Decided on January 07,1960

GHINSA Appellant
AHMADA Respondents


- (1.)THIS reference has been made by the learned Civil Judge, Beawar, under sec. 243 of the Rajasthan Tenancy Act, 1955, which will hereinafter be referred to as the Act.
(2.)THE facts giving rise to it are that Ghinsa and Mana filed a suit for preemption in respect of certain agricultural plots of land in the court of Sub-Judge, First Class, Beawar, on 28. 10. 56. On 5. 5. 58, the learned Civil Judge, Beawar, transferred the case to the Sub-Divisional Officer, Beawar, under sec. 206 (3) of the Act, since he thought that it was exclusively triable by a revenue court. THE Sub-Divisional Officer, on the other hand, thought that the suit was triable only by a civil court and so he made a report to the Collector Ajmer for sanction to refer the matter to the High Court under sec. 243 of the Act. THE Collector agreed with the Sub-Divisional Officer that the case was triable by a civil court, but instead of sanctioning a reference under sec. 243, he sent the record to the District Judge, Ajmer, for transferring the case back to the court of Civil Judge, Beawar.
The learned Civil Judge has reported that the Collector ought to have simply given his sanction to the Sub-Divisional Officer to refer the case to this Court under sec. 243, when there was a difference of opinion between a civil Court and a revenue Court about their respective jurisdiction to entertain and decide the case and that the Collector ought not to have sent the case to him through the District Judge. The learned civil Judge is correct to the extent that the Collector ought to have simply given his sanction, which was sought from him by the Sub-Divisional Officer under sec. 243 (3) and he ought not to have directly sent the case to the District Judge to be returned to the Civil Court. Sec. 243 clearly provides that if a civil or revenue court is in doubt whether it is competent to entertain any suit, case, proceeding, application or appeal, it may submit the record with a statement of the reasons for its doubt to the High Court. In the present case, when there was a definite conflict of views about their respective jurisdiction between the revenue court and the civil court, the proper course was to refer the matter to this Court instead of sending the case back in the manner it was done.

Any way, the main point for determination by this Court is whether the case is triable by the revenue court or by a civil court.

Neither party has cared to appear in this Court.

It may be observed that a right to enforce a claim of preemption is a right of-civil nature and a suit for preemption is ordinarily triable by a civil court. The learned Civil Judge, seems to be under the impression that because the property in respect of which a right of preemption is claimed is an agricultural property, the suit is exclusively triable by a revenue court. According to sec. 207 of the Act, a civil court is debarred from taking cognizance only of those suits or applications which are based on a cause of action in respect of which a relief can be obtained by means of any such suit or application in a revenue court. It also lays down that suits and applications of the nature specified in the Third Schedule shall be heard and determined by a revenue court. Now, the Third Schedule of the Act makes no mention about any suit or application for enforcing a right of, preemption. The learned Civil Judge is of the view that a suit for preemption is covered by Serial No. 8 or Serial No. 35 of the Third Schedule Serial No. 8 refers to a "suit for declaration of any other right" under sec. 91 of the Act. Sec. 91 lays down that "'except as otherwise specifically provided, any person may sue for a declaration of all or any of his rights conferred by this Act and not otherwise provided for". It may be pointed out that the foregoing sections 88,89 and 90 provide remedies for suits for declaration of certain rights and sec. 91 is a residuary section for suits for declaration of other rights not covered by the preceding three sections. Nevertheless, a suit for declaration of a light to be covered by sec. 91! must be in respect of some right which is conferred by the Act. The learned Civil Judge has not referred to any provision of the Act whereby a right of pre emption may have been conferred by it and therefore sec. 91 or Serial No. 8 of Third Schedule would not govern the present case.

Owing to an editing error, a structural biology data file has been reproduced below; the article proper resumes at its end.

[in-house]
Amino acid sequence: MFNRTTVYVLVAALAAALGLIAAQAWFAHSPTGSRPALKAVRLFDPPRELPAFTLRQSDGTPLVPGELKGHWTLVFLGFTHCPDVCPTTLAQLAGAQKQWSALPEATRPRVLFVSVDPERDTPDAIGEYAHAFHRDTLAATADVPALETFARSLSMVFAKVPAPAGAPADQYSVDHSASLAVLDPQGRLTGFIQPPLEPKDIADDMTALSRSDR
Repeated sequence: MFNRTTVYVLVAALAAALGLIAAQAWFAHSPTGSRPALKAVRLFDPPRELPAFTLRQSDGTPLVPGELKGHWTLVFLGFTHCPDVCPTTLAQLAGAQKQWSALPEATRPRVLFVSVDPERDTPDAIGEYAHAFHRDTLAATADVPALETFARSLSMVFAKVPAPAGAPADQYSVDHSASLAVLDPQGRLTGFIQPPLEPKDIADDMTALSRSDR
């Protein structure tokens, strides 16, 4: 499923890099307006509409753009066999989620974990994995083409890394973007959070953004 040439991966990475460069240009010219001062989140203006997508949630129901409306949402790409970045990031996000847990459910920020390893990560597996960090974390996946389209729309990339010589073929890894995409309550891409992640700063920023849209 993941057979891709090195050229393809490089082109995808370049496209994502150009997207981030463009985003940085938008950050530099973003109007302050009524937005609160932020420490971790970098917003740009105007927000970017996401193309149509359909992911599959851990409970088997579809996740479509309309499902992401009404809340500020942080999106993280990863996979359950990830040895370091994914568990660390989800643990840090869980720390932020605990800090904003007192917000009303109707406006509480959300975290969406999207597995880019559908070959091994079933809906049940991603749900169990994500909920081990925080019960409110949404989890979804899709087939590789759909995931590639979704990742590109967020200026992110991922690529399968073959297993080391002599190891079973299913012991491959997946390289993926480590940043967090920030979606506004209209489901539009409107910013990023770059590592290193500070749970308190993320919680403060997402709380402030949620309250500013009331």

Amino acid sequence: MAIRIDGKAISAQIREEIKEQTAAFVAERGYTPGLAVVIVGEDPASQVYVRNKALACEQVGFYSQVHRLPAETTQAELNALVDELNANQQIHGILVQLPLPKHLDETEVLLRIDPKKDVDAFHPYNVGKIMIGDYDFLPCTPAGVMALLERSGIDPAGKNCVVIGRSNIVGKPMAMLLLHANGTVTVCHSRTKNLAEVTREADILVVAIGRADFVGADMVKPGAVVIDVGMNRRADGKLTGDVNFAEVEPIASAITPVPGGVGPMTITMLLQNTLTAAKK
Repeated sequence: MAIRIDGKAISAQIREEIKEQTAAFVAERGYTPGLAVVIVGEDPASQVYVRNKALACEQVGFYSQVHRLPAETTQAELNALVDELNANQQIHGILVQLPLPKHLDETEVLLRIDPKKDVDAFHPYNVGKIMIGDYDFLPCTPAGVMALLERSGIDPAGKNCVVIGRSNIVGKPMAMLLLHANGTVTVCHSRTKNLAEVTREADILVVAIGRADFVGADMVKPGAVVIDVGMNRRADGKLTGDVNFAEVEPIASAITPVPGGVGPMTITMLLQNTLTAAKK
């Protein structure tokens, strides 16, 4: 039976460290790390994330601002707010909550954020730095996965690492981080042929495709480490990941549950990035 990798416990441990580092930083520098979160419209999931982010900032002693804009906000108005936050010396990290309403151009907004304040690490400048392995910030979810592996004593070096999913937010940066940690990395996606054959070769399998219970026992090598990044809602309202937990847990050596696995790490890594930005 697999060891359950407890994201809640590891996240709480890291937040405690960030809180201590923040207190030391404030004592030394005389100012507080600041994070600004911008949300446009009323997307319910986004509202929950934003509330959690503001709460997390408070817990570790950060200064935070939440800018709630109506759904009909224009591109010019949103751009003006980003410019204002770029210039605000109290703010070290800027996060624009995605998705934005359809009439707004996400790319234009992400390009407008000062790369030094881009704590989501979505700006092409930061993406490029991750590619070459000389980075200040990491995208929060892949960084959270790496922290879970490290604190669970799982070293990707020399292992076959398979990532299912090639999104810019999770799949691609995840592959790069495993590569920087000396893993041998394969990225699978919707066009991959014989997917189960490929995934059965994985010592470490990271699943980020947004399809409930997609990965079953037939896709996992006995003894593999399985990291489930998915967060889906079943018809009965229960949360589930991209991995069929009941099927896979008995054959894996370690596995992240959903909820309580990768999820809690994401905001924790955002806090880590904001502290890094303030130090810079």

Similarly, Serial No. 35 is a general provision and provides for "any other suit in respect of any matter arising under the Act, not specifically provided for elsewhere in the Schedule". It is clear from the language of this provision also that the suit must be in respect of a matter which arises under the Act. The learned Civil Judge has not pointed out how the subject-matter of the present suit arises under the Act. The learned Civil Judge ought not to have transferred this case to the Assistant Collector (Sub-Divisional Officer), Beawar, in the absence of any clear provision making the suit exclusively triable by a revenue court. The learned Judge has not pointed out any provision whereby the jurisdiction of the civil court to hear and decide the case was barred.

There is thus no substance in the reference on merits and hence it is hereby rejected. .


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